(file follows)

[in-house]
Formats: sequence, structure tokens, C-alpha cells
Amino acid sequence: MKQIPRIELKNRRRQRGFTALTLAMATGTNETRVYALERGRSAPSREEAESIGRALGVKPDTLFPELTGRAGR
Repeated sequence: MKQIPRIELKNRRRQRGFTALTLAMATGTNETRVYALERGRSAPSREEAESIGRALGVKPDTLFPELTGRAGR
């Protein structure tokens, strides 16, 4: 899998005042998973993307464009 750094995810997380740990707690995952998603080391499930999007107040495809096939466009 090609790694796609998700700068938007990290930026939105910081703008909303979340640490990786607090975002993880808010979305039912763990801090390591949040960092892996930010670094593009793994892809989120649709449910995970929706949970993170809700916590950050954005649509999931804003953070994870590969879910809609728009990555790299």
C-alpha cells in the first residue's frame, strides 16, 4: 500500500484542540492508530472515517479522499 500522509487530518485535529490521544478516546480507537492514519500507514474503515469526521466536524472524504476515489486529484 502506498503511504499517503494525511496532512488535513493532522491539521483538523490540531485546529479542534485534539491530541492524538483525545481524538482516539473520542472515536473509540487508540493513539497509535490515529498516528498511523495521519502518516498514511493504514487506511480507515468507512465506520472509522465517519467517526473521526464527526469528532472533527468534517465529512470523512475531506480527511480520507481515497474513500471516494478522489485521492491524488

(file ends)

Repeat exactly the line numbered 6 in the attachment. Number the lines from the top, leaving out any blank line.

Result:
C-alpha cells in the first residue's frame, strides 16, 4: 500500500484542540492508530472515517479522499 500522509487530518485535529490521544478516546480507537492514519500507514474503515469526521466536524472524504476515489486529484 502506498503511504499517503494525511496532512488535513493532522491539521483538523490540531485546529479542534485534539491530541492524538483525545481524538482516539473520542472515536473509540487508540493513539497509535490515529498516528498511523495521519502518516498514511493504514487506511480507515468507512465506520472509522465517519467517526473521526464527526469528532472533527468534517465529512470523512475531506480527511480520507481515497474513500471516494478522489485521492491524488